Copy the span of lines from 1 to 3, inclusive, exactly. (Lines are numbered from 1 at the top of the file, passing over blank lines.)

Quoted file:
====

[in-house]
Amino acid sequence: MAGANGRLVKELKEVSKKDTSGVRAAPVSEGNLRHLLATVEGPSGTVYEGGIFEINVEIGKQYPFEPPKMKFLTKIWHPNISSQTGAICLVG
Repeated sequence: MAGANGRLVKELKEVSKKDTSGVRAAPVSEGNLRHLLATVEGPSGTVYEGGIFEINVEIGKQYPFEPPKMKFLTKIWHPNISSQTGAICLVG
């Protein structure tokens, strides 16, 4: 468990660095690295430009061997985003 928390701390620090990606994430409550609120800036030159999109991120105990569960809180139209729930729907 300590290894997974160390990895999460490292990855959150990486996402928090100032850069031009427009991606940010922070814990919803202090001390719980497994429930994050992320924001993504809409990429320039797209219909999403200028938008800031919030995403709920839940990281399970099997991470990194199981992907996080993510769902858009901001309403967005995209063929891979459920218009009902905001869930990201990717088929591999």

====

[in-house]
Amino acid sequence: MAGANGRLVKELKEVSKKDTSGVRAAPVSEGNLRHLLATVEGPSGTVYEGGIFEINVEIGKQYPFEPPKMKFLTKIWHPNISSQTGAICLVG
Repeated sequence: MAGANGRLVKELKEVSKKDTSGVRAAPVSEGNLRHLLATVEGPSGTVYEGGIFEINVEIGKQYPFEPPKMKFLTKIWHPNISSQTGAICLVG